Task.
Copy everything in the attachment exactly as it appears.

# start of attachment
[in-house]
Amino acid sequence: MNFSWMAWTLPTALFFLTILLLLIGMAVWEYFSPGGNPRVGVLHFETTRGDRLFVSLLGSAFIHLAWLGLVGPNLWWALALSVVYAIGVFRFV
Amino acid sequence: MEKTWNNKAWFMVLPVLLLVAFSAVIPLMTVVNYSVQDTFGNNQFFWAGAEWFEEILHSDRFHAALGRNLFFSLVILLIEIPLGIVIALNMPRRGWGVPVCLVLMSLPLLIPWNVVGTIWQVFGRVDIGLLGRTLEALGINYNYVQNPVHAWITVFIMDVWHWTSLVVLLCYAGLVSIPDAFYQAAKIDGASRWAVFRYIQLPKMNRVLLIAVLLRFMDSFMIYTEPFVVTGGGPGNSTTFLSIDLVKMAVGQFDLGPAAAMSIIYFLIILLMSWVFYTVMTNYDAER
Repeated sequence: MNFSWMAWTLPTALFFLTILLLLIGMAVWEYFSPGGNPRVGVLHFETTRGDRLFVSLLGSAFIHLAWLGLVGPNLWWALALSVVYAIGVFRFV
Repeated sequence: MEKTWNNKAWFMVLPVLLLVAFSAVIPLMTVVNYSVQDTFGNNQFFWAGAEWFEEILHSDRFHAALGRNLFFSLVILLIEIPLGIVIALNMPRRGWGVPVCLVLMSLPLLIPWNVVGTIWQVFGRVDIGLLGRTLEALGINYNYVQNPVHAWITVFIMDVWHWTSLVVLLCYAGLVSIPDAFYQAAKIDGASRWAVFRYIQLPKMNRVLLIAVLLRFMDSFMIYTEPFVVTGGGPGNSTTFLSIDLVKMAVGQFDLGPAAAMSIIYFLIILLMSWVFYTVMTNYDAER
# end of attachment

[in-house]
Amino acid sequence: MNFSWMAWTLPTALFFLTILLLLIGMAVWEYFSPGGNPRVGVLHFETTRGDRLFVSLLGSAFIHLAWLGLVGPNLWWALALSVVYAIGVFRFV
Amino acid sequence: MEKTWNNKAWFMVLPVLLLVAFSAVIPLMTVVNYSVQDTFGNNQFFWAGAEWFEEILHSDRFHAALGRNLFFSLVILLIEIPLGIVIALNMPRRGWGVPVCLVLMSLPLLIPWNVVGTIWQVFGRVDIGLLGRTLEALGINYNYVQNPVHAWITVFIMDVWHWTSLVVLLCYAGLVSIPDAFYQAAKIDGASRWAVFRYIQLPKMNRVLLIAVLLRFMDSFMIYTEPFVVTGGGPGNSTTFLSIDLVKMAVGQFDLGPAAAMSIIYFLIILLMSWVFYTVMTNYDAER
Repeated sequence: MNFSWMAWTLPTALFFLTILLLLIGMAVWEYFSPGGNPRVGVLHFETTRGDRLFVSLLGSAFIHLAWLGLVGPNLWWALALSVVYAIGVFRFV
Repeated sequence: MEKTWNNKAWFMVLPVLLLVAFSAVIPLMTVVNYSVQDTFGNNQFFWAGAEWFEEILHSDRFHAALGRNLFFSLVILLIEIPLGIVIALNMPRRGWGVPVCLVLMSLPLLIPWNVVGTIWQVFGRVDIGLLGRTLEALGINYNYVQNPVHAWITVFIMDVWHWTSLVVLLCYAGLVSIPDAFYQAAKIDGASRWAVFRYIQLPKMNRVLLIAVLLRFMDSFMIYTEPFVVTGGGPGNSTTFLSIDLVKMAVGQFDLGPAAAMSIIYFLIILLMSWVFYTVMTNYDAER